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The different group of spectral lines refers to the different energy levels the electron can inhabit. If you noticed that as the wavelengths increase, the gap between the lines gets bigger, it's because the spectral lines in the longer wavelengths correspond with the energy levels of n1 and n2. The gap between n1 and n2 is the biggest, with the gap between n2 and n3, n3 and n4, etc getting smaller and smaller which is why you get that specific grouping of spectral lines.
These line groups represent changes in energy levels for electrons. When electrons drop an energy level (n=2 to n=1) then energy is emitted. Depending on which energy level the electron is dropping from and to, the atom emits different frequencies of lights. Experimenters measured these wavelengths and created the spectrum for Hydrogen. This proves the general idea that electrons exist in certain quantized states, within atoms.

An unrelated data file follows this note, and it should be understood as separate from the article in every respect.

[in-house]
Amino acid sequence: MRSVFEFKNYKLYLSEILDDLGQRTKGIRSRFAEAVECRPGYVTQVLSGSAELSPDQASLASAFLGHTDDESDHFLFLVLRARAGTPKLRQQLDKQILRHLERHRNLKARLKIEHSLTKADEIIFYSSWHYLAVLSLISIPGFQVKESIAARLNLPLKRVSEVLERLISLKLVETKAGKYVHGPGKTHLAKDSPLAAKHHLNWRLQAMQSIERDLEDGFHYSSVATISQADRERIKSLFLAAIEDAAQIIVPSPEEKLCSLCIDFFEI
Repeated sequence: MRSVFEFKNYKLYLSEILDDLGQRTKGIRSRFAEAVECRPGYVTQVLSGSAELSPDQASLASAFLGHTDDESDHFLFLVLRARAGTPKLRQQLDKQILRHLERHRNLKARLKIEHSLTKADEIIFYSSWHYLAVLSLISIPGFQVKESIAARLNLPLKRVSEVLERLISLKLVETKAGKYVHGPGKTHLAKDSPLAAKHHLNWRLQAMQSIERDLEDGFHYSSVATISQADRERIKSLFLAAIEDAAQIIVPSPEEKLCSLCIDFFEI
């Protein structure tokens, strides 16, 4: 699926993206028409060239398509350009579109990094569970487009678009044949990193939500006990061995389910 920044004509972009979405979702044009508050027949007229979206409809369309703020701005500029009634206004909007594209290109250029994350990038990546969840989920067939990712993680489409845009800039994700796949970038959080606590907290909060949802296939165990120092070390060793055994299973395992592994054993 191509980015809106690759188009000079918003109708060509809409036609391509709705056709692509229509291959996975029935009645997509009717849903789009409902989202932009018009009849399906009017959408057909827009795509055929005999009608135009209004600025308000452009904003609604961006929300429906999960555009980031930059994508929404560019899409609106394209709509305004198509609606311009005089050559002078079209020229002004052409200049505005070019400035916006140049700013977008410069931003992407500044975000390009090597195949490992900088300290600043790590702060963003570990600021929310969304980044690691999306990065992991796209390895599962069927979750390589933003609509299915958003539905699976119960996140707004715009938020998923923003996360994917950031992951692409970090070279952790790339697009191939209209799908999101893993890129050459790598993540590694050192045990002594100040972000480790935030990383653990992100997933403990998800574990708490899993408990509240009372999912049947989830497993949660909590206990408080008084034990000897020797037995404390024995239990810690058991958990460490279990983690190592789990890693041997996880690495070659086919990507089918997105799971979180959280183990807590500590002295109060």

Emission spectrums represent the energy an electron requires for it to jump up from a lower level to a higher level and back down (when it jumps back down, it releases energy as a photon, which is the line on the spectrum). Where there isn't a line, think of those regions as radiation not having enough energy to make an electron jump up an energy level.
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